comply with his instructions to me, if you can see that it is at all practicable to spare these troops from your command. I fear that the force that General Magruder has below will not be able to meet the enemy successfully, and if it is possible to spare them any help, it should be done.
Most respectfully, your obedient servant,
H. E. MCCULLOCH,
Brigadier General, Commanding Northern Sub-District of Texas.
HDQRS. DEPARTMENT OF THE INDIAN TERRITORY,
Camp Brazil, October 24, 1863.
Colonel S. S. ANDERSON,
Adjutant-General of the Trans-Mississippi Department:
COLONEL: I yesterday overtook the troops of Cooper's and Bankhead's brigades at this place, General Cooper having moved the whole from a point west of the North Fork road to this place, after he knew of my return from Shreveport, with the apparent intention of attacking Fort Smith. As to whether or not it was his real intention to make the attack, I am in doubt. The movement has placed me in a situation of much embarrassment. Both brigades, General Cooper reports, will number about 3,000, of which number about 500 are without arms, leaving an effective force of 2,500 men, of which more than one-half are Indians without drill or discipline, and armed with all kinds of guns. The force of the enemy in and about Fort Smith is not less than 2,200, well armed and equipped. All, with the exception of the negro regiment, are white troops, most of whom have seen service. They have also more and better artillery than I have. To make an attack under these circumstances does not appear to promise good results. A defeat would open the whole road to Red River. On the contrary, the troops are expecting a fight, and it would undoubtedly have a bad effect upon them to retire; especially would it dishearten the Indians. The statement of the enemy comes from persons well known, who have from necessity been driven out of Fort Smith. Their information is in detail, giving names of regiments, strength, &c., some of which they had counted while marching to and from parade. I have no doubt of its truth. They also say that Marmaduke had caused some commotion by coming as high up the Arkansas as Dover.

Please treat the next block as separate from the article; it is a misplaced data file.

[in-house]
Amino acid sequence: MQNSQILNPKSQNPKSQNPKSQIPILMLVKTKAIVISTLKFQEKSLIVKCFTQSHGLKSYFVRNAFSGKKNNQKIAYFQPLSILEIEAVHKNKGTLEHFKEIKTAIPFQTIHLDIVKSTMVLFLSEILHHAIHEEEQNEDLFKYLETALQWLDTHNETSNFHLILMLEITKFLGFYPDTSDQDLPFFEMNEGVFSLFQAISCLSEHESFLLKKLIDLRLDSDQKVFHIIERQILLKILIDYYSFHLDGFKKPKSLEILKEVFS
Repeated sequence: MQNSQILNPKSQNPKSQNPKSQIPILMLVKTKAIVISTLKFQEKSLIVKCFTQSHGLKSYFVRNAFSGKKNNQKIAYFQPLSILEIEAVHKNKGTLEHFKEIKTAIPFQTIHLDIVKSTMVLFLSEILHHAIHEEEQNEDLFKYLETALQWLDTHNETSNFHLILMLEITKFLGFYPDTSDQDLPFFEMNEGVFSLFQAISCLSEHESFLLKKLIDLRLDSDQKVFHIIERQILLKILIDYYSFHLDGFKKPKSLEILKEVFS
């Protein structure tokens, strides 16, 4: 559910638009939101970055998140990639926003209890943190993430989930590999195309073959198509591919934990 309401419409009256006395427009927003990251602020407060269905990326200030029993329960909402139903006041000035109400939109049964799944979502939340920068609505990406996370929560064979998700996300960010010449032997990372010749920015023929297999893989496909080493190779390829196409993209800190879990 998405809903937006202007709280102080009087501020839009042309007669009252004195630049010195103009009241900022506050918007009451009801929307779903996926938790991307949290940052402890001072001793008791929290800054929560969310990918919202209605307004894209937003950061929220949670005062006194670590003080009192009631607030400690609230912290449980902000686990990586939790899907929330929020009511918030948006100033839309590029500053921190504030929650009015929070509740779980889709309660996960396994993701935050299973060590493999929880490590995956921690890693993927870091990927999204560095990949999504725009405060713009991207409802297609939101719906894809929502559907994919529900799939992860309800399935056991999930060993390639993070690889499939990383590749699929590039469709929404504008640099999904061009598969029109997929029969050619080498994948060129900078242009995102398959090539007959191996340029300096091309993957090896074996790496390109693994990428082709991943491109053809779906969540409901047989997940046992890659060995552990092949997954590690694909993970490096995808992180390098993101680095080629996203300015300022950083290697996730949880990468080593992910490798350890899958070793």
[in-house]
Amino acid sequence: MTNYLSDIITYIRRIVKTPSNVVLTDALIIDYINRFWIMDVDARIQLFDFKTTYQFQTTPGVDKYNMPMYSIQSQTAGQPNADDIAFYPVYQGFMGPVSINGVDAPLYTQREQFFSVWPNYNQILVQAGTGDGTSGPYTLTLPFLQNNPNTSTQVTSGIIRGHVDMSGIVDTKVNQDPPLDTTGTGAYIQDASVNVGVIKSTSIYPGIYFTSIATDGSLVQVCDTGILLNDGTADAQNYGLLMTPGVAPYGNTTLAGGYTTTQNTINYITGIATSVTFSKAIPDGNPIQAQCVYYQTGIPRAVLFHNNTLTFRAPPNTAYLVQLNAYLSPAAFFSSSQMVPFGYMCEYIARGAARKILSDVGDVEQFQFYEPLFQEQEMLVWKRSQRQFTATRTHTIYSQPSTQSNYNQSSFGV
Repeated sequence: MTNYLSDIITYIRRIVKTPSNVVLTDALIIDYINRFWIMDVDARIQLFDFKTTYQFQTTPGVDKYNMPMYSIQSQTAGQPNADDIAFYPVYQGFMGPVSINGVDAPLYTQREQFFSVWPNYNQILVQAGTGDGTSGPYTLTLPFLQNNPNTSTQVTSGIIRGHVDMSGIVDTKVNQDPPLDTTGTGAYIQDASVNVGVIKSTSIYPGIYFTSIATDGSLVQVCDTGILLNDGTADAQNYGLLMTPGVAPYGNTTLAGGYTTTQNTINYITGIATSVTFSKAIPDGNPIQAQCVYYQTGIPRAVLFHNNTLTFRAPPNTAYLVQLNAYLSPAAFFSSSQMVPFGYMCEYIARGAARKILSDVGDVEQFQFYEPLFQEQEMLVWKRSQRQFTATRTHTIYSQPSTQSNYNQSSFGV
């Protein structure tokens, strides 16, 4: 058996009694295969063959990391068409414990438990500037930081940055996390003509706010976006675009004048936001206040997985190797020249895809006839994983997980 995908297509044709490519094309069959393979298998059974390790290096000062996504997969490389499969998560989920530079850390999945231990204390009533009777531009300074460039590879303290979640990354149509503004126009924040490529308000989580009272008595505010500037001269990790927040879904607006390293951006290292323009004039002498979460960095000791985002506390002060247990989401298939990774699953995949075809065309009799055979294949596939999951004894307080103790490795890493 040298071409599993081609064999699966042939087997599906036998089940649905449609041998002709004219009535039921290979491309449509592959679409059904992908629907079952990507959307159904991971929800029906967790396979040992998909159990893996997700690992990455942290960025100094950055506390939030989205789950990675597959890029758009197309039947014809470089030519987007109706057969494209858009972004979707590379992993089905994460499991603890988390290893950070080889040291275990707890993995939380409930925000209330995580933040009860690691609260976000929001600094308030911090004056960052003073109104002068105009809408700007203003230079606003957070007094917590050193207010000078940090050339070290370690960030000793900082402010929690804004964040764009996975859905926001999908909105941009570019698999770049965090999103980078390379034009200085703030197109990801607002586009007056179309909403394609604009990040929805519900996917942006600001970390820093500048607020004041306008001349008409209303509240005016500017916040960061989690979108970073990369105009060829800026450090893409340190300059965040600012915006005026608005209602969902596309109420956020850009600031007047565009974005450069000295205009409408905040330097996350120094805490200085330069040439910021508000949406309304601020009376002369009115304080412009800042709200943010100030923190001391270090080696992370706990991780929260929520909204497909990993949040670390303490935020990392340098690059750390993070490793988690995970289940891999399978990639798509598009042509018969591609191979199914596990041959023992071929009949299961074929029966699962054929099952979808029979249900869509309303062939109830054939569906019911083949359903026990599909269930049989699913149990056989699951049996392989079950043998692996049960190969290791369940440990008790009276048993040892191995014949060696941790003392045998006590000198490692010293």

Respectfully, your obedient servant,
HDQRS. TRANS-MISSISSIPPI DEPARTMENT,
Shreveport, La., October 24, 1863.
* * * *
V. Brigadier General R. M. Gano, Provisional Army of the Confederate States, will proceed to the headquarters of the District of the Indian Territory, and report to Brigadier General William Steele, commanding, &c., for assignment to duty.
By command of Lieutenant General E. Kirby Smith:
S. S. ANDERSON,